The Ninth Circuit Court of Appeals has dismissed lawsuits by 14 businesses seeking insurance coverage from Travelers Insurance for business losses stemming from COVID-19 and the related government shutdown orders.
The federal appeals court affirmed the denial of the claims because a virus exclusion clause “clearly and unambiguously” barred the plaintiffs’ claims for losses or damages.
The 14 California businesses were insured under identical provisions of Travelers policies covering “direct physical loss of or damage to property” caused by or resulting from a covered cause of loss.
The policies also contained a virus exclusion clause barring coverage “for loss or damage caused by or resulting from any virus, bacterium or other microorganism that induces or is capable of inducing physical distress, illness or disease.”
The businesses on appeal had argued that COVID-19 government shutdown orders—not the COVID-19 virus itself—caused their losses, so the virus exclusion did not apply.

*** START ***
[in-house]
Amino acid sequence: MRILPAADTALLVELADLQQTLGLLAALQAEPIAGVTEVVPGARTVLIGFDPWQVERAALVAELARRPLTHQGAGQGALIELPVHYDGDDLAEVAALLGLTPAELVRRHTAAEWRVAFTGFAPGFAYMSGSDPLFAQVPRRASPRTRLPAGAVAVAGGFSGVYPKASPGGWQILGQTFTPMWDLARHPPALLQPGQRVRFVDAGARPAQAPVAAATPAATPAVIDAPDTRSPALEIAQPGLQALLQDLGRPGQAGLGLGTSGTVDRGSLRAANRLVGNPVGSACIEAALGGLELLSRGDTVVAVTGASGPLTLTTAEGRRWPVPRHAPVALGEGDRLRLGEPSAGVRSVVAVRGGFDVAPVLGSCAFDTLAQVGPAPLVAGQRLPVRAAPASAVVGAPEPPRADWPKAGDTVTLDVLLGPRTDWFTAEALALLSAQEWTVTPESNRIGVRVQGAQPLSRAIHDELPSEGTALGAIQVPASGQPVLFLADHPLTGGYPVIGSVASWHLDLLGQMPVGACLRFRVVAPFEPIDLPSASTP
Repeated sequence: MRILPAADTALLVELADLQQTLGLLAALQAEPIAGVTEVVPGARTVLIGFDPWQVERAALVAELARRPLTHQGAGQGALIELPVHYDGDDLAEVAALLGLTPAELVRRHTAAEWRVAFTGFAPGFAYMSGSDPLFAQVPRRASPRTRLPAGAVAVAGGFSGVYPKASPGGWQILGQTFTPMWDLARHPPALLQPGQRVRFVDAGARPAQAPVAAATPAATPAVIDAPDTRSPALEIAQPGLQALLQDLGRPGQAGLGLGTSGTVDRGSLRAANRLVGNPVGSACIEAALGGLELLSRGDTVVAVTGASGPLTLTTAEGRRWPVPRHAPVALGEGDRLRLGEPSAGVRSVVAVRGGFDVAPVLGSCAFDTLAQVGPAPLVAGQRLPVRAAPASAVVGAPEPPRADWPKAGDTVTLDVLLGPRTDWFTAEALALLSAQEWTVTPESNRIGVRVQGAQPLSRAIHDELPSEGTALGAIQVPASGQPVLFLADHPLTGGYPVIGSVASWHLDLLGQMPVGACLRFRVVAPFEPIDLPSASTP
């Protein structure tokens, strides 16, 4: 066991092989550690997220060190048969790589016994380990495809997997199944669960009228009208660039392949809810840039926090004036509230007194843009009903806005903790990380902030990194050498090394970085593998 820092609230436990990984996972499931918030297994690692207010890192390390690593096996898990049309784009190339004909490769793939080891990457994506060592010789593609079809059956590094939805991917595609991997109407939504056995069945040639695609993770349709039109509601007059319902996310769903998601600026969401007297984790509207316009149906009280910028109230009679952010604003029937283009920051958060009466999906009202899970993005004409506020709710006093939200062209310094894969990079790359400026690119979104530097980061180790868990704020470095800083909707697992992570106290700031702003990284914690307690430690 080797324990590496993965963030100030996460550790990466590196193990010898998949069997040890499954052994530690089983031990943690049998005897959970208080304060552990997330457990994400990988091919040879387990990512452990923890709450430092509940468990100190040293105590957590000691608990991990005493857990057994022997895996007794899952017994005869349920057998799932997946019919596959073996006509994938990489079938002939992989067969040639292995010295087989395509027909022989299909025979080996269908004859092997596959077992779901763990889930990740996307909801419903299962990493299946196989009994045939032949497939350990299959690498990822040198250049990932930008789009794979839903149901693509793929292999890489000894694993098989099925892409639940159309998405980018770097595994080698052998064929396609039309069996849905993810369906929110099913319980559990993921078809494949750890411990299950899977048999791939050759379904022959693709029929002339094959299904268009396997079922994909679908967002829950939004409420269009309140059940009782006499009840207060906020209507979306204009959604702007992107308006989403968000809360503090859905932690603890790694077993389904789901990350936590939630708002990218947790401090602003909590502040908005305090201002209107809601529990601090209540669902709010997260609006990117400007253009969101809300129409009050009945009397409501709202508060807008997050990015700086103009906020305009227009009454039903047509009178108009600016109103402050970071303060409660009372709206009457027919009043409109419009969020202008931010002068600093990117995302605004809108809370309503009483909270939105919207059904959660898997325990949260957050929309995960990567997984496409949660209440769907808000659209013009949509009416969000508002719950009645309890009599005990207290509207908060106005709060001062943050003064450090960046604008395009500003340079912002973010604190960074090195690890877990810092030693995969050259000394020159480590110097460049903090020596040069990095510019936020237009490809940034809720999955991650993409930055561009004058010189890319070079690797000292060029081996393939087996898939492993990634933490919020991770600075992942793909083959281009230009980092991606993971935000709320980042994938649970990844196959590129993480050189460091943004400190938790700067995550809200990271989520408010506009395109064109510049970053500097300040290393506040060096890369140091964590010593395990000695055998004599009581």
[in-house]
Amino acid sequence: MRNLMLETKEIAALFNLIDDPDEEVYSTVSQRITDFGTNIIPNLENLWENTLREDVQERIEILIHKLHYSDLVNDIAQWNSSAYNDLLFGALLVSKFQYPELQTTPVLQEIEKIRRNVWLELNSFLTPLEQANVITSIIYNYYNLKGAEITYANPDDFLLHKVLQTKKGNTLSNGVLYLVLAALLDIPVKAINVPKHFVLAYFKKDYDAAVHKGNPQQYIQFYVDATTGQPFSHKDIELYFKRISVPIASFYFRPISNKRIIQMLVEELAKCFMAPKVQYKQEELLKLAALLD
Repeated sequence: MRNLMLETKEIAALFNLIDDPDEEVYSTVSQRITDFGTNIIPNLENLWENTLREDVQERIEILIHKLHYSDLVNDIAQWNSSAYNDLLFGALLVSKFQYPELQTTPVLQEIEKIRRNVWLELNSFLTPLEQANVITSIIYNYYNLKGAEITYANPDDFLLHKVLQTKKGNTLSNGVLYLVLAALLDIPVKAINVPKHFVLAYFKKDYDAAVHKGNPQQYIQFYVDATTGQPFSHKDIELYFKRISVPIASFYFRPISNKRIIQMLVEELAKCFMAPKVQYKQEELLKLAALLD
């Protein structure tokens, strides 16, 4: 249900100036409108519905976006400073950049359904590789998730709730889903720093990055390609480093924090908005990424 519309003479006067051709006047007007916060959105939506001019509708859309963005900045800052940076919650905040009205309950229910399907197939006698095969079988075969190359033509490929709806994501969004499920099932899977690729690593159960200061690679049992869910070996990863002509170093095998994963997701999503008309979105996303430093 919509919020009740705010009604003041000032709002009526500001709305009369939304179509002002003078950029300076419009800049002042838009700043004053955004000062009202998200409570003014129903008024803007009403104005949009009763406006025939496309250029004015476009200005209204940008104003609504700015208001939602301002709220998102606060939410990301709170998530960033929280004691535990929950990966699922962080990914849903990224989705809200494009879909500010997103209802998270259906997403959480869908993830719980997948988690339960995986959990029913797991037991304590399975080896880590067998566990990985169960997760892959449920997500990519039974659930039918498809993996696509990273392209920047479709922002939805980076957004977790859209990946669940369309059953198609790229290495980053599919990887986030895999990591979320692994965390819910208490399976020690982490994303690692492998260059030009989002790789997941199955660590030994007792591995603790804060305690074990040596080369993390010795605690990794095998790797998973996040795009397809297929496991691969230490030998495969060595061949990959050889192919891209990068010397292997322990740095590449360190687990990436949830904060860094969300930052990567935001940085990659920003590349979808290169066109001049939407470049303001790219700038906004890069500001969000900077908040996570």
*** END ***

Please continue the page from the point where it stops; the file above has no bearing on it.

But the appeals court affirmed its own previous rejection of these arguments, citing a 2021 ruing (Mudpie, Inc. v. Travelers):
“Though Mudpie argues it was the government orders that most directly caused its injury, Mudpie does not plausibly allege that the efficient cause, i.e., the one that set others in motion, was anything other than the spread of the virus throughout California, or that the virus was merely a remote cause of its losses.”
Accordingly, the court affirmed, the virus exclusion bars coverage for the claims.
The plaintiff businesses included an auto repair shop, a chiropractor, a nail spa, a wax salon, and several dentists.
The Ninth Circuit covers Alaska, Arizona, Central District of California, Eastern District of California, Northern District of California, Southern District of California, Guam, Hawaii, Idaho, Montana, Nevada, Northern Mariana Islands, Oregon, Eastern District of Washington and Western District of Washington.
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